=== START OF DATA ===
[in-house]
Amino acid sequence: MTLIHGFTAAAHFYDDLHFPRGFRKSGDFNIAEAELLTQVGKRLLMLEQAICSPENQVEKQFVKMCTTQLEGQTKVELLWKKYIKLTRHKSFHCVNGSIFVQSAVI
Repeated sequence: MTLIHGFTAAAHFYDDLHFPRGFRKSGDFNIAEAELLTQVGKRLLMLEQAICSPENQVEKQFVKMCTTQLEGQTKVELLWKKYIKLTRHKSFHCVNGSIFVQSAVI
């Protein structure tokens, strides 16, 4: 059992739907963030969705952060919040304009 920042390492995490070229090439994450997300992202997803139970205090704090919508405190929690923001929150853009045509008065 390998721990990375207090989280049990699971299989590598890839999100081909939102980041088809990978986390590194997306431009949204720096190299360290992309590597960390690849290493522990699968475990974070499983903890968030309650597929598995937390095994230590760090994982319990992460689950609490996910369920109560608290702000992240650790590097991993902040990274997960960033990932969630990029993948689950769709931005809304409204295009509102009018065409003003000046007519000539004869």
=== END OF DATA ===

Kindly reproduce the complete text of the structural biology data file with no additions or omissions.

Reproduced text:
[in-house]
Amino acid sequence: MTLIHGFTAAAHFYDDLHFPRGFRKSGDFNIAEAELLTQVGKRLLMLEQAICSPENQVEKQFVKMCTTQLEGQTKVELLWKKYIKLTRHKSFHCVNGSIFVQSAVI
Repeated sequence: MTLIHGFTAAAHFYDDLHFPRGFRKSGDFNIAEAELLTQVGKRLLMLEQAICSPENQVEKQFVKMCTTQLEGQTKVELLWKKYIKLTRHKSFHCVNGSIFVQSAVI
């Protein structure tokens, strides 16, 4: 059992739907963030969705952060919040304009 920042390492995490070229090439994450997300992202997803139970205090704090919508405190929690923001929150853009045509008065 390998721990990375207090989280049990699971299989590598890839999100081909939102980041088809990978986390590194997306431009949204720096190299360290992309590597960390690849290493522990699968475990974070499983903890968030309650597929598995937390095994230590760090994982319990992460689950609490996910369920109560608290702000992240650790590097991993902040990274997960960033990932969630990029993948689950769709931005809304409204295009509102009018065409003003000046007519000539004869």